Emails:  I have two personal emails to two very dear friends from Minneapolis sitting there staring at me in my inbox.  What I should actually do is call those two very dear friends, but I'm nervous that as soon as either one of them answered the phone, I would just burst out into tears.  (Sorry, Natalie and Erica. I will get back to you. By end of the March. Maybe.)

Blog:  I have not written here in over three weeks.  The whining that is my stock in trade is even too much for me to handle at this moment.  I promise, you, loyal blog, I will update you more regularly.  Maybe in March. 

February is hard for me. I can't go outside.  The two days this month the thermometer got above freezing, I walked for hours and hours outside.  But now the temperature is, once again, approximately too fucking cold, and I sit inside, breathing cigarette smoke that is coming up from our downstairs neighbor's apartment, huddled over my laptop, imagining those days during the summer when I walked to pick up our CSA basket and would eat a fresh tomato while strolling home. The bare minimum of things I need to get done are not getting done.

I find myself ticking off the numbers of balls I have dropped each night in a recitation of "get yourself together, NGS," which only serves to remind me that I am not good enough right now.  I am not a good wife, a good friend, a good daughter, a good employee, a good cat friend, or a good blogger. I am simply not good enough.

The only saving grace is that this is the shortest month. I'm going to put my big girl pants on and call for that hair appointment right now.  And I'm going to workout, take a shower, and get dressed in clothes that require me to put on at least one accessory.  I'm going to get started on March a little early.

Monday, February 03, 2014

January 2013 Books

City of Dark Magic by Magnus Flyte (library book) - I wanted to like this, but I'm clearly too big of a prude for it. One of the first scenes is a woman having sex with someone with whom she has never exchanged words.  I found the main character to be insufferable and the plot to be trite.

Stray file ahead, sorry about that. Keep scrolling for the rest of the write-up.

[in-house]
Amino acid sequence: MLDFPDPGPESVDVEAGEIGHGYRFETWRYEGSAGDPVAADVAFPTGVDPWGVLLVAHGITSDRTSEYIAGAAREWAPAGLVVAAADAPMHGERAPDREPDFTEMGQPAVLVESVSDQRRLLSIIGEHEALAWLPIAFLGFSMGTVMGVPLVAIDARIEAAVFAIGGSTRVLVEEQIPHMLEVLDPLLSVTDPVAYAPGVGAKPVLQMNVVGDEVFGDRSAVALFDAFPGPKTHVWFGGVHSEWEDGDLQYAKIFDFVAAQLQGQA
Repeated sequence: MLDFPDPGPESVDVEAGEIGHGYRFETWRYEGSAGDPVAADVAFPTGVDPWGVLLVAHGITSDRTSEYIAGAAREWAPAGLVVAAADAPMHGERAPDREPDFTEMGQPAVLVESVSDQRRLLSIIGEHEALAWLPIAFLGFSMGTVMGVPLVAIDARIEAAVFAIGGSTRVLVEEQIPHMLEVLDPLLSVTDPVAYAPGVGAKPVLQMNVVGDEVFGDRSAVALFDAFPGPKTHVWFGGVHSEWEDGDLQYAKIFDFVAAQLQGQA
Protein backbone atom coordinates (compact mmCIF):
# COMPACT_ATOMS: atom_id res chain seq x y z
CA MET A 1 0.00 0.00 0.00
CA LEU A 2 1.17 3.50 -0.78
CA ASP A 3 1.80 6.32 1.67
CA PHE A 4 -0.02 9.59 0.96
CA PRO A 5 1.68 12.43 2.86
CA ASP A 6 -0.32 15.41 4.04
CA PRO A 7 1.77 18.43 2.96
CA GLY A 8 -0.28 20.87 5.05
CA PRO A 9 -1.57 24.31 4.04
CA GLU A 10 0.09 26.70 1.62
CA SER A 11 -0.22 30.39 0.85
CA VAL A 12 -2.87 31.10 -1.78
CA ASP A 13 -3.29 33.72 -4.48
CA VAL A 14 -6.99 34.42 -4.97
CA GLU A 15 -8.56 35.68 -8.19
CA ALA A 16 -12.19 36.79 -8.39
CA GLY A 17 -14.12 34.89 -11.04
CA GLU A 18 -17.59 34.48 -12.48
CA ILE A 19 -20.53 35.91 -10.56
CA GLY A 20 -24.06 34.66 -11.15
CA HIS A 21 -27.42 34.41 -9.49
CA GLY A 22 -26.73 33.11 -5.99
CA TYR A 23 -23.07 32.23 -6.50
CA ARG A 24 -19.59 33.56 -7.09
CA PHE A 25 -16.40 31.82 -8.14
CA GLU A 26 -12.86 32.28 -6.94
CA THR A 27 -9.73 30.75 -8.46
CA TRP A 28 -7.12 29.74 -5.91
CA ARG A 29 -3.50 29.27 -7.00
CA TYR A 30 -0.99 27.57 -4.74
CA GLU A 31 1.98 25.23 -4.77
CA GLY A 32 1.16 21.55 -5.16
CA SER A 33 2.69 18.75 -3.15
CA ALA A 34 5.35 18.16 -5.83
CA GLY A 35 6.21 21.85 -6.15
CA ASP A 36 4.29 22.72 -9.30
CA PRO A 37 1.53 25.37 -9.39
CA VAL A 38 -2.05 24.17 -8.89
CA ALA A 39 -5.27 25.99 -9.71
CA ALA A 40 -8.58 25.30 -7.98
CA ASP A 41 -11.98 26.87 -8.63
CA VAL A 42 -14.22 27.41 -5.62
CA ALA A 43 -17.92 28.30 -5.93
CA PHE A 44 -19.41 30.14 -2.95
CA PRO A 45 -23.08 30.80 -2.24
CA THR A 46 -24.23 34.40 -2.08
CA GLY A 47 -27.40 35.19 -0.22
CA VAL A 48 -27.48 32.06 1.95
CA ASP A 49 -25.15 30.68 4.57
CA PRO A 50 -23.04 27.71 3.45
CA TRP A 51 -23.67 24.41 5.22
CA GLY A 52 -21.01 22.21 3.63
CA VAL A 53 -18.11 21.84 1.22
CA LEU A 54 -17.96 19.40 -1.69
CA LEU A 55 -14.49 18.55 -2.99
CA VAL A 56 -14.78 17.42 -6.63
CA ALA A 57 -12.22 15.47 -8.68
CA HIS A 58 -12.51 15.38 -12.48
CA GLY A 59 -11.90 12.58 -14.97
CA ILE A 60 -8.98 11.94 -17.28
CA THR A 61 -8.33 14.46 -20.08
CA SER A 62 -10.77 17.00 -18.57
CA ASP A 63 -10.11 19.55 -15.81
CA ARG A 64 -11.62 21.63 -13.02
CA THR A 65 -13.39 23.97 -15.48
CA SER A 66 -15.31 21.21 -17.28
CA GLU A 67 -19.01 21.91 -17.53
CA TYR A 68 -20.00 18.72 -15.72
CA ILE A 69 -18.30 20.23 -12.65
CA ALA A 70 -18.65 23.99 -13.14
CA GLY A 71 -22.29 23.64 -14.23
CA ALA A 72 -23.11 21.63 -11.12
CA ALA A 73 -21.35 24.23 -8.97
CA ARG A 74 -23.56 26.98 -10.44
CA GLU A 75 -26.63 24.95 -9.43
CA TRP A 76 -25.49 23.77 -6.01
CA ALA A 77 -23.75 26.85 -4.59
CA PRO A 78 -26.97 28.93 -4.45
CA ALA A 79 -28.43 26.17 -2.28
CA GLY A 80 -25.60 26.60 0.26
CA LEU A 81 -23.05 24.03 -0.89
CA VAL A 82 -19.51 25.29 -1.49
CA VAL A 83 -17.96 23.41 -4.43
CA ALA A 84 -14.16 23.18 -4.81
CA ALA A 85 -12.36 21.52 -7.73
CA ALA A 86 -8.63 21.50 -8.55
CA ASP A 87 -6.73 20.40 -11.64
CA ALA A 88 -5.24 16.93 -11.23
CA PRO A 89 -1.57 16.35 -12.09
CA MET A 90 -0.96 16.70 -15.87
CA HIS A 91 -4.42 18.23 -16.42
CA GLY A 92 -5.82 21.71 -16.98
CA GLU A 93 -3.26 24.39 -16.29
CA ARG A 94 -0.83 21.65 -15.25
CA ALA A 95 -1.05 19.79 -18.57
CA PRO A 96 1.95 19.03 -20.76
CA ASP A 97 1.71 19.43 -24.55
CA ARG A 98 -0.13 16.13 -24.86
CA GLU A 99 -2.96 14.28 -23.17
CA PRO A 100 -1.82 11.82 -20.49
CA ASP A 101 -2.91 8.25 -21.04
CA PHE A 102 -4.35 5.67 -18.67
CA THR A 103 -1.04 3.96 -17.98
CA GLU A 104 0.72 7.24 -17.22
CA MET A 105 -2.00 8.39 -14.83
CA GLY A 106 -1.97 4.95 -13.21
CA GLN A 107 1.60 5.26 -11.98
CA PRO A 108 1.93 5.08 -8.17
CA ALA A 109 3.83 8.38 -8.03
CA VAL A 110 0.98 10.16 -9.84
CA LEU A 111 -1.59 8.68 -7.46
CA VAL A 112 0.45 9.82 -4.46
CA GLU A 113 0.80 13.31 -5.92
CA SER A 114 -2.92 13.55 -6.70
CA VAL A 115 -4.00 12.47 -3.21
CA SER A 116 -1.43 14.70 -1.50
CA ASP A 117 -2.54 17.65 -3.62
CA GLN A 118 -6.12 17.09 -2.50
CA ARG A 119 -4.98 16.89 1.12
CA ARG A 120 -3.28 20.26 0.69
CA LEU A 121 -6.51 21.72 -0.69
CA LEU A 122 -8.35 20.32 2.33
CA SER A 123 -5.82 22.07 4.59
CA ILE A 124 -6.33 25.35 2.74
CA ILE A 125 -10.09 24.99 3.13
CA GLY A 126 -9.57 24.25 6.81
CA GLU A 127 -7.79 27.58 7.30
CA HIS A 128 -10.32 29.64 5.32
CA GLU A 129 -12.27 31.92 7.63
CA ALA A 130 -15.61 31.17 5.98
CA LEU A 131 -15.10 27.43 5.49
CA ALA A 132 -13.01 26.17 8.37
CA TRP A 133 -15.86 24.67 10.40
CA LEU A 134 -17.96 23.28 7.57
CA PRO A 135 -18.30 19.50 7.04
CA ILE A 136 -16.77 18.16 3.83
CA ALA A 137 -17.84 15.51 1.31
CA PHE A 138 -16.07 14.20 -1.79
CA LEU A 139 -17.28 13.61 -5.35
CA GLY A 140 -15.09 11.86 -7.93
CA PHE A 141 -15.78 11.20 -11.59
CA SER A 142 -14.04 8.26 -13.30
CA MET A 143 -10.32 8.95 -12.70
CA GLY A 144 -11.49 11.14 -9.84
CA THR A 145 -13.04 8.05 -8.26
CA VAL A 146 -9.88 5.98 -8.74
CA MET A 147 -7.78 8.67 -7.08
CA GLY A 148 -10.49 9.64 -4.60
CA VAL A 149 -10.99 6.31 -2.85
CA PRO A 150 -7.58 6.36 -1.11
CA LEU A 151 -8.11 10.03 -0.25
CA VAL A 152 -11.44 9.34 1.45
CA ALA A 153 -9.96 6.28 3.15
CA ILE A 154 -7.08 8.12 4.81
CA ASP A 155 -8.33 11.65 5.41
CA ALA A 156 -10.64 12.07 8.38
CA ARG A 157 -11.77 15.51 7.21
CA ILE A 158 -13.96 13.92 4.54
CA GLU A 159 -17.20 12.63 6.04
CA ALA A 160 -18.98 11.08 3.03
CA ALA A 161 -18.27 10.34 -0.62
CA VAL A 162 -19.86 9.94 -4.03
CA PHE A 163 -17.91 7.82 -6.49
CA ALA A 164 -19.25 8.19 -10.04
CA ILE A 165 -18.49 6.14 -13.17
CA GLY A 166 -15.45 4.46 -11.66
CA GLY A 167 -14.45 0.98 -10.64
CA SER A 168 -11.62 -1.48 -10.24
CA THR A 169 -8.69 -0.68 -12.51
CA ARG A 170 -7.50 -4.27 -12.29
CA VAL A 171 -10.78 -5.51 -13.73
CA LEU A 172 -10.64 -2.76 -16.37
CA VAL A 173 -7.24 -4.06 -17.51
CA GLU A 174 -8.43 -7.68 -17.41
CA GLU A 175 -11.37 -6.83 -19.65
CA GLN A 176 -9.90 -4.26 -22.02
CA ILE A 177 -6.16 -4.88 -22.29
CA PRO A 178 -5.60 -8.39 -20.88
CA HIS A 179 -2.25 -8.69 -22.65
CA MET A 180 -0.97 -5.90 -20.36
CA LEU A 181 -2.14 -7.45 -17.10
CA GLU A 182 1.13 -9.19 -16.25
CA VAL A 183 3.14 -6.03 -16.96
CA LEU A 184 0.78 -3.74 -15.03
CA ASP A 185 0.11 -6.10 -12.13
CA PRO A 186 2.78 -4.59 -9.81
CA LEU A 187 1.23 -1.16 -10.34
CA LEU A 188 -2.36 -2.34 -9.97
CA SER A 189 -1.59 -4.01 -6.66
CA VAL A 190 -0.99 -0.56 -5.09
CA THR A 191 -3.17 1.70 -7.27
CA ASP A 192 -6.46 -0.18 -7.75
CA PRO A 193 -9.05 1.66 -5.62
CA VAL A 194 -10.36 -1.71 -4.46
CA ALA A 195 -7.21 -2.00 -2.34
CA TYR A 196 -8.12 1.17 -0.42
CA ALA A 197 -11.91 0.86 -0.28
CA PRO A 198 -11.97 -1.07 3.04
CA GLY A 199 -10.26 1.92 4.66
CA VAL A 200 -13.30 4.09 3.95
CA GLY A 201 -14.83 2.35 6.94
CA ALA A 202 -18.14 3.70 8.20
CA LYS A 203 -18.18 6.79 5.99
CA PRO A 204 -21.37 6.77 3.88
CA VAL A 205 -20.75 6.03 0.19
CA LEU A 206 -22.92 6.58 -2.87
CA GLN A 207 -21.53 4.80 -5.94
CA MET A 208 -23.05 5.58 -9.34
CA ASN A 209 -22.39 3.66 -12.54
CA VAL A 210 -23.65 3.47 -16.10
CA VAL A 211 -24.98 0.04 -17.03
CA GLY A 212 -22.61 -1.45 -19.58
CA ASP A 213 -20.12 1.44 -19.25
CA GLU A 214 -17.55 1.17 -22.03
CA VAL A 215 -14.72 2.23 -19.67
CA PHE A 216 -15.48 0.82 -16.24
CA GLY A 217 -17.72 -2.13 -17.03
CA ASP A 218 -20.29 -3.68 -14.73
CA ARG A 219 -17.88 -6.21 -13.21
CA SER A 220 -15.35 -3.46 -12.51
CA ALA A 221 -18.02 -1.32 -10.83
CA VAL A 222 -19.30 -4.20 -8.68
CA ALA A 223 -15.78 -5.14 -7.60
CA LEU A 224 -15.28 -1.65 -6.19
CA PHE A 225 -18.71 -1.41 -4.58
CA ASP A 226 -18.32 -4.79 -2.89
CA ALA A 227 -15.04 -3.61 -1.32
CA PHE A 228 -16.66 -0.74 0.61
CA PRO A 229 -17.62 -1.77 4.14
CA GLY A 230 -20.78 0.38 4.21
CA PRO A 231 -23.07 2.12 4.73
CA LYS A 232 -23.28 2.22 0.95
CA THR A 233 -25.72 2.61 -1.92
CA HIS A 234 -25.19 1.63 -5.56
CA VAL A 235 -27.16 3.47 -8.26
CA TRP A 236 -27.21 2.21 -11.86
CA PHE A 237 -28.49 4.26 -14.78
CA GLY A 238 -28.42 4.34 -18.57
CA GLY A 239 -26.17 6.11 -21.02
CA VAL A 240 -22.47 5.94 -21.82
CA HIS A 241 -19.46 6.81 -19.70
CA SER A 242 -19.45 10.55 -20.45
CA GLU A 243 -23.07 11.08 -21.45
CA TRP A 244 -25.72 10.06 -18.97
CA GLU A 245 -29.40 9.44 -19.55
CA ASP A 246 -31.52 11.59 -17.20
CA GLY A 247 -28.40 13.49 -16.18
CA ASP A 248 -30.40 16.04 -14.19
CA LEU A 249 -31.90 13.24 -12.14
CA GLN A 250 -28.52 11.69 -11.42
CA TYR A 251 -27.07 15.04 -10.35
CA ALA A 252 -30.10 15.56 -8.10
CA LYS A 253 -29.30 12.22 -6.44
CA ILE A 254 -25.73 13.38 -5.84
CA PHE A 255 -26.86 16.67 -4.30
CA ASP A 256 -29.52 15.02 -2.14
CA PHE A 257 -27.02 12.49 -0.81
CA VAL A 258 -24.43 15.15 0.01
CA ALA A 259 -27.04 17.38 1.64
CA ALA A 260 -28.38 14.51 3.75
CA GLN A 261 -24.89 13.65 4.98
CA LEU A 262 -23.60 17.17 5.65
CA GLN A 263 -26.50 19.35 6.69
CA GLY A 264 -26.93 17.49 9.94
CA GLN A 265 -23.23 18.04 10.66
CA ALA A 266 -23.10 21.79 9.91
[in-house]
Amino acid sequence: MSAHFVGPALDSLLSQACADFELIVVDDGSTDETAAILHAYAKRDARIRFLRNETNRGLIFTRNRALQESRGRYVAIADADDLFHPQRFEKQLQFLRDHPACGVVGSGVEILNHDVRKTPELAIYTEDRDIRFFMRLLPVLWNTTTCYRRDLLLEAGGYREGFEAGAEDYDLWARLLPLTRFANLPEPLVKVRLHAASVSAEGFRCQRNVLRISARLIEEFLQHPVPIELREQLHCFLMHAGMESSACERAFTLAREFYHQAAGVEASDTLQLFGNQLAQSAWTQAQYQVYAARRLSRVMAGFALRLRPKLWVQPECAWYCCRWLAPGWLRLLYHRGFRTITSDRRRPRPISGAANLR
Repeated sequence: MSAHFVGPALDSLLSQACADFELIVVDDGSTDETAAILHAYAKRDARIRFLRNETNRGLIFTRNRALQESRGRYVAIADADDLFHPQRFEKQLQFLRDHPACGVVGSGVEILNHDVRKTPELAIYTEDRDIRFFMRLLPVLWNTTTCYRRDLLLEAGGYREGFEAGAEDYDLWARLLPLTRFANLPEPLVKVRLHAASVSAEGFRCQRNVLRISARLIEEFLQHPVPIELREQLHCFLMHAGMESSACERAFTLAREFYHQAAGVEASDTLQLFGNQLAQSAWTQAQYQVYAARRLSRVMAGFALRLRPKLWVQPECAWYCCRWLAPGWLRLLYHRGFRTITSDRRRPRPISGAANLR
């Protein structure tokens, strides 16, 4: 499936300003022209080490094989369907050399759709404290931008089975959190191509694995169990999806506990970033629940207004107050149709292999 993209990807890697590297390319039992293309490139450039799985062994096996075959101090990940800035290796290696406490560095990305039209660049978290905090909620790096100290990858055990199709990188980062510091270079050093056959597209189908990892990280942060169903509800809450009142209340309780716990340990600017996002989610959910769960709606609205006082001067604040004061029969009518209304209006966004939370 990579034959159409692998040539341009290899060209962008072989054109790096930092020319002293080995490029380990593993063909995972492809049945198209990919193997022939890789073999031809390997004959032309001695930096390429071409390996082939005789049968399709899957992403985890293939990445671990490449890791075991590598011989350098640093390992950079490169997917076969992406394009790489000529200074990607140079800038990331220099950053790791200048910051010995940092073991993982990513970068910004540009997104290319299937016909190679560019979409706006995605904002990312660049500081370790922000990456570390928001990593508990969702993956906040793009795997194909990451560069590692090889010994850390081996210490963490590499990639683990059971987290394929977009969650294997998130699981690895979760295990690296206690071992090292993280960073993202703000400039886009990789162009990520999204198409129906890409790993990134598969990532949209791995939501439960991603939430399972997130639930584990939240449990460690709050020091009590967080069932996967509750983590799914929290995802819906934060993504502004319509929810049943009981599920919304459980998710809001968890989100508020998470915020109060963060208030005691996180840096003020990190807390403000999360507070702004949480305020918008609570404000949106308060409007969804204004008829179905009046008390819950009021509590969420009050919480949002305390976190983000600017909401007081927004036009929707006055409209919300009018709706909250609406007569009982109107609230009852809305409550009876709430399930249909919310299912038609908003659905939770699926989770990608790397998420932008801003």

Blood Work: A Tale of Medicine and Murder in the Scientific Revolution by Holly Tucker (library book) - A really well-done, accessible history of the earliest blood transfusions. I had heard about this book when the author was on the Stuff You Missed in History Class podcast and I really wanted to read it. My warning to you: it has some gross stuff in it.  Maybe don't read it when you're eating breakfast.

The Beginning of Everything by Robyn Schneider (library book) - This book gets rave reviews, but the plot is reallllly predictable.  Kid gets into a car accident, meets a girl whose brother is mysteriously not around anymore...I'll let you figure out why. Schneider takes 300 pages to get there.  I will admit, though, that the two main protagonists are really well done. I would give this book a solid 3.5/5 stars on the strength of the Ezra and Cassidy characters alone.  You rarely see young adult books with that kind of imperfectly perfect characterization.

Ender's Shadow by Orson Scott Card (library book) - Card writes good books.  I liked this one maybe even more than I liked Ender's Game.  I do wish Card wasn't such a weirdo, but he writes good books.

Friday, January 17, 2014

Five by Five: Other People's Pets

Cat #1: Angel -All of these cats came from the same farm that Zelda came from.  My friends rescue litters of kittens and rehome them and keep a chosen few.  Angel, mistress of all things sweet and little and cuddly, will scratch your eyes out if you mess with her.
I may look innocent, but I'm planning to overthrow the human overlords.